On “Fatherless Children”

Fatherless children have been getting a lot of bad press lately.

The British PM, David Cameron, blamed the London riots on a lack of solid male role models and has declared himself ready to “tackle fatherless children.”

In the increasingly-heated debate about same-sex marriage, the conservatives are holding up the same card, claiming children without fathers are much worse off.

This was most recently seen in the case of Australian Senator Penny Wong, who shared the happy news that she and her partner are expecting a baby, only to be met with vile comments from conservative religious groups about gay parents violating a baby’s “human rights” and saying that children “generally did best if raised by a mother and a father”—to mention a few.

Actually, they’re wrong.

A first-of-its-kind study from 2010 showed the exact opposite—two mothers equates to well-adjusted, better behaved, smart children. Sometimes moreso than in the traditional nuclear family model.

Regardless, words like those the above are not fair on single parents around the globe, who are doing their best to raise children on their own when there’s no option for a second parent to be involved.

I was raised by a single mother from the age of seven after my father died. I am not rioting in the streets. I am not suffering from behavioural issues and I was not a difficult teenager.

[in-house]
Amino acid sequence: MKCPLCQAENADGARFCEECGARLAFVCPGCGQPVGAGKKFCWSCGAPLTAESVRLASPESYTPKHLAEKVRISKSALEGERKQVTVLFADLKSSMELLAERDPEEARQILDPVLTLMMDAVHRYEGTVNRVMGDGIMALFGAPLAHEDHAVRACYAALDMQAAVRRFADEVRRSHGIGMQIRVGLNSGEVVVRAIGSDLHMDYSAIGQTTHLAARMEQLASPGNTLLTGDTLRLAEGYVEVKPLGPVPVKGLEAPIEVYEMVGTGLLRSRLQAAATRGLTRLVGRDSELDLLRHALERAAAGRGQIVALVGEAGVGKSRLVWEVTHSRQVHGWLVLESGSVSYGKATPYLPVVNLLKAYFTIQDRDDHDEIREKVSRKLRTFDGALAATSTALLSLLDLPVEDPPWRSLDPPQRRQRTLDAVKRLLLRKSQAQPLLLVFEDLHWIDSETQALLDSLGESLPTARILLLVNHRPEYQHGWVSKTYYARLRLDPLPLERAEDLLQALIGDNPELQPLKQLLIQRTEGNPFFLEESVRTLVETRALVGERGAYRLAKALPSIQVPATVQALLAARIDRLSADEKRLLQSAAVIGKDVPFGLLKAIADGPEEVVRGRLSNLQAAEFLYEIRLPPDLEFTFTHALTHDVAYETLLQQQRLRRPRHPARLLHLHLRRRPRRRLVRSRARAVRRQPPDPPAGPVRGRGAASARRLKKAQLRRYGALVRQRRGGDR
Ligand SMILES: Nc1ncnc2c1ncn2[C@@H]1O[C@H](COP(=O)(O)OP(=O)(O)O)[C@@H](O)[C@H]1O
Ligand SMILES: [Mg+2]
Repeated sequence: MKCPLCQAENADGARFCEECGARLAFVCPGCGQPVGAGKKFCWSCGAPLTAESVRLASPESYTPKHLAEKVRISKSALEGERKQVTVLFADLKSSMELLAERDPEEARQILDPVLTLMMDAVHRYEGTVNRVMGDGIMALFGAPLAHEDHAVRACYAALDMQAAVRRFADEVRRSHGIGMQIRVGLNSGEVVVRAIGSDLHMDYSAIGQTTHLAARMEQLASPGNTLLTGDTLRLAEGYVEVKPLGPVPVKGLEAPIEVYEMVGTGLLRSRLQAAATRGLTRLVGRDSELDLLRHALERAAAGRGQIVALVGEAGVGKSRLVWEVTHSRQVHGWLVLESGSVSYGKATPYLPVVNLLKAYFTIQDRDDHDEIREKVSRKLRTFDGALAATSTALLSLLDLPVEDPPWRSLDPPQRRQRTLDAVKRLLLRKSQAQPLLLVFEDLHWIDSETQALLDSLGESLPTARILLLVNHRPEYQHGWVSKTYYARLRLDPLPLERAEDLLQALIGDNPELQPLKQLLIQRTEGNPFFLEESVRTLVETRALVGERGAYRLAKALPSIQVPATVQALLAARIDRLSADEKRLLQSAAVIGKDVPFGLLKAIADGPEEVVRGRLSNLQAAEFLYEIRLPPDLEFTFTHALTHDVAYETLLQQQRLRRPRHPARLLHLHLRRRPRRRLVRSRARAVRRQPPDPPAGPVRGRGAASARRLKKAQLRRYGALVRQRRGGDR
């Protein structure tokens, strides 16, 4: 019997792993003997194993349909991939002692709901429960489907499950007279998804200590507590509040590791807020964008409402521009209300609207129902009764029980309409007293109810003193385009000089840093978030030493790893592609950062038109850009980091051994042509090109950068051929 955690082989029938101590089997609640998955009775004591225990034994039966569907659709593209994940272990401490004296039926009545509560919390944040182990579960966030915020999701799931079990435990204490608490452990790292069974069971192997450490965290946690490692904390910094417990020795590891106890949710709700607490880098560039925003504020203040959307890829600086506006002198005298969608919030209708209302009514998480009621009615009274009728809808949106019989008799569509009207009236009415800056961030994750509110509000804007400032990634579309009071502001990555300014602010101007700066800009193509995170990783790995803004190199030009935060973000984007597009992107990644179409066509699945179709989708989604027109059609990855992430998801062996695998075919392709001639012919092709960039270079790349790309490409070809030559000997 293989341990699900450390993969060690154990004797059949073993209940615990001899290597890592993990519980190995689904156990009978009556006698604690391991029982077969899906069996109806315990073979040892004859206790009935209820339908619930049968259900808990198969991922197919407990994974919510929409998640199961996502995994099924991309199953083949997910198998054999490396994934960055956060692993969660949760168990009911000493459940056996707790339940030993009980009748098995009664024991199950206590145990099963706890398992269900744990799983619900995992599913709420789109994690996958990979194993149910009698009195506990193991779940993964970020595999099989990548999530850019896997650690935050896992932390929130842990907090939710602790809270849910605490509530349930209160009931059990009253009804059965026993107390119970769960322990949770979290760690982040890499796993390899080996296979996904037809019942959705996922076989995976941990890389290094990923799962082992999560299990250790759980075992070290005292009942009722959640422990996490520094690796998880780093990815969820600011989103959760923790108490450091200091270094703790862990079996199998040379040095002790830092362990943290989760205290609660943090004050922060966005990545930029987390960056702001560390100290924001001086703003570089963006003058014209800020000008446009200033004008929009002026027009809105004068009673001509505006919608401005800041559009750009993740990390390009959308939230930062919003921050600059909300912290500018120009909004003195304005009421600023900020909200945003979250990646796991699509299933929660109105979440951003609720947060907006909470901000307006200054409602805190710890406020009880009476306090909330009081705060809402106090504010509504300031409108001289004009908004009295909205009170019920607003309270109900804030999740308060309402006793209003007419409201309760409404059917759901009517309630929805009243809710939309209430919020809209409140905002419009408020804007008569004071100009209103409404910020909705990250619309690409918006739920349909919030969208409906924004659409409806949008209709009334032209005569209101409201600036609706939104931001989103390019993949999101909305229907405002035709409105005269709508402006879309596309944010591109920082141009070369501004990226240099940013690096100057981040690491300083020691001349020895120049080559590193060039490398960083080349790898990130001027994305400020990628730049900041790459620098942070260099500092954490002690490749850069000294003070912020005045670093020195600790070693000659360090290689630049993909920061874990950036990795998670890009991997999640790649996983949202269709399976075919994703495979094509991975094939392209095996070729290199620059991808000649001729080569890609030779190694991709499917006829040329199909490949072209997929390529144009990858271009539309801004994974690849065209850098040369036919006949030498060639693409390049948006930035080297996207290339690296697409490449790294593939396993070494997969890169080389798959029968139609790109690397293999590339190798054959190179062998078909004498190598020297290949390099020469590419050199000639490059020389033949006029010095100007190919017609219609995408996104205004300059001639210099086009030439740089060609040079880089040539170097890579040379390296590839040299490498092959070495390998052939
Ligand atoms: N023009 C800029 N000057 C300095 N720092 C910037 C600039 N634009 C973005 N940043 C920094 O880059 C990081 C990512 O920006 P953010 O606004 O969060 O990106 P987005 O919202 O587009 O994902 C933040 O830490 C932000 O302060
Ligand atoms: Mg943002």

Children do not need fathers. Or mothers, for that matter. They need love. And the more of it they have, the better.

A family is what you make it.

My family was just us girls—my mother, my little sister, and me. We loved each other and looked out for each other.

My extended family—godparents, uncles, aunties, surrogate mothers, and fathers—all stepped in. I never felt alone. I never felt the need to rebel, and certainly never to set things on fire.

Rather than twist the research to serve prejudiced views, I think we can extrapolate a little further to say:

Children fare best when their parents take an active interest in their lives, when they feel supported, and are encouraged to flourish. It doesn’t matter who that comes from, so long as they are loved.

About Emma

Emma Merkas is the co-creator of couples' inspiration website $30 Date Night and author of the 'How Was It For You?' relationships and dating column in Australian newspaper, mX. You can also find her at her own blog or on Twitter @30dollardate.


  1. Your last paragraph pretty much sums it up. Though ideally I believe in the nuclear family model, I can think of many, many cases where kids are better off without it. It totally depends on the people involved.
    Excellent post.

  2. Excellent article. I think you are right on. It is great to bring attention to issues that are so frequently misrepresented.

  3. Hi Emma,
    I believe that children need active and interested parents and extended family in their lives. I don’t care if the parents are from Mars as long as they support and love the child is all that matters.

  4. Yep, I loved this one too. Great, thoughtful post 🙂

  5. Great article, but would like to point out that the concern with single parenthood is really the poverty that often comes with it – at least it is in the US big cities. Women still earn less then men across all the classes – we need fight inequity on all levels from the stigma of being a single parent, or a gay parent, and so on…

  6. While I agree that a family doesn’t need to look like Leave it to Beave to be successful, and there are plenty of dysfunctional two-parent families, I’m not writing off the influence of a good father in the family either. So many single parent families live in poverty and in chaos, segregated from society at large, and with little support and attention except when something bad happens. Until we do the hard work to get families in whatever configuration stable, we are going to have problems…

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